He started writing "artsy punk" tunes, releasing singles and a vinyl lp; "When 99% of the people like one thing, I want the other thing. I've always been very contrary; it's part of my nature," he explains. "So, when people were doing loud, industrial, satanic music, I did a 180 and started doing cutesy little songs to make people laugh, in the vein of Jonathan Richman."

In this period there were incongruous red polka-dots everywhere around McMahon- all because of his anger at tides and circumstance; "When I quit making art, all my friends (on the Village art scene) became overnight stars," he recalls. "I lived with an artist and assisted her but I hadn't been active and hadn't been showing. Then, in 1985, I realized that if you just do one thing and keep doing it over and over, it's absolutely guaranteed to make you successful. So, I thought I'd just make polka-dot paintings and, sooner or later, they'd be hugely successful and I'd have my revenge." But this determination inevitably clashed with an inner nature which recognized that there can be no stagnation in artistic identity and other forms of art pushed their way onto his canvas. "I've always done everything just absolutely wrong for my career but it's been interesting, if not very profitable," he notes.

Dealing with issues of recovery and becoming "more introspective," McMahon spent a few years turning out songs "diametrically opposite" to his ditties- "songs that make you cry." There was a stretch of "uncontrolled paranoia," and fear of leaving his abode; family dynamics, therapy, "polarity massages and becoming aware of my subtle body and spiritual bliss and healing" which led to his period at the Wittenberg Center and ordainment as an interfaith minister. His music became more spiritually oriented, prophetic, Dylansque and surrealistic; reflecting dreamlike imagery.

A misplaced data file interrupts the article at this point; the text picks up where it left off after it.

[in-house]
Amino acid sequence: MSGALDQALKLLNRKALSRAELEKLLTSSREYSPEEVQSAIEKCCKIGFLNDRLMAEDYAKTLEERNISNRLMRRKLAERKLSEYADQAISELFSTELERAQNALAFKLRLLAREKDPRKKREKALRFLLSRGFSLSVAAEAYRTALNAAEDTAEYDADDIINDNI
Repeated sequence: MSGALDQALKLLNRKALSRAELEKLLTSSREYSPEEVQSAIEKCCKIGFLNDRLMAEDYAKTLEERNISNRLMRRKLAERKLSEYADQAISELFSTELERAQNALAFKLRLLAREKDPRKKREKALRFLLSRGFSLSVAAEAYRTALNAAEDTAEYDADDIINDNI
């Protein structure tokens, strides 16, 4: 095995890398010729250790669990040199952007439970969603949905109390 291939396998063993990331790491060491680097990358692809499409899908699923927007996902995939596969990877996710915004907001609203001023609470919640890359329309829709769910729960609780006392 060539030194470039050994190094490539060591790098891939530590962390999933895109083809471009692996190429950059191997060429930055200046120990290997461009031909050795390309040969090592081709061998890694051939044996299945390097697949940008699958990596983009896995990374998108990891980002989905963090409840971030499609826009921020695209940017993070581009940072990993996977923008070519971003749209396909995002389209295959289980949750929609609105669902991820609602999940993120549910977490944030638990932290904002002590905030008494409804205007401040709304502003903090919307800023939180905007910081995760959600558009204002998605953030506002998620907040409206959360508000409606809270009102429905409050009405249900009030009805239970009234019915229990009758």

Then, surprise, another change in direction. Asked to describe what he calls what he's writing now, McMahon replies on the beat "Hit Dan Hicks and the Hot Licks...only moodier." And, sure enough, some of the newer stuff, like "You Might Be a Fox," features popish chords and sensibilities which he's been taking to "The Fort" with the fresh formation.

Before teaming with Nichols and Penz (who adds a moody violin to his "Los Derperados" ballad), McMahon started playing duo with Shansi Ruhe at lower Manhattan spots like the Sidewalk Cafe and edging into the Anti-folk scene created in the 1980's by Lach, whose Rivington Street after-hours club, the Fort, (named after Alira Kurosawa's film The Hidden Fortress) migrated to other locations after being closed by the police in '89. Artists like Michelle Shocked, Beck, Richard Lloyd, Ani DiFranco, Brenda Kahn, the Novellas and the late Jeff Buckley spread their wings at Fort shows. Even Bob Dylan hatted in for a set.

Most recently it's been "the Fort at the Sidewalk Cafe" and anti-folk's chief host and guru, Lach, is kicking off a new CD tour with the Joshua's gig. A national release on Fortified Records, produced by Richard Barone and featuring such Woodstock-fam iliar artists as Deni Bonet, the album is named Blang after the first chord on its opening track and ranges from flat-out punk to solo acoustic, as he'll be doing at the gig.

Lach comments that since he's been using a friend's Phoenicia cabin for getaways, he's wanted to play in nearby Woodstock and bring in a first-hand sense of anti-folk.

"I started (the anti-folk movement) in the 1980's as a rebellion against an old West Village folk scene that had gone stale after the Dylan, Ochs, Paxton days," Lach declared, reminding us of the origins of punk itself and Paul McMahon's blessedly inh erent contrariety. "It was sort of a hybrid of the energy of the '70's English punk scene with the American West Village kind of sound and it came out sounding 'anti-folk.' It's a singer-songwriter punk-folk kind of aesthetic."

Without polka-dots.

-Gary Alexander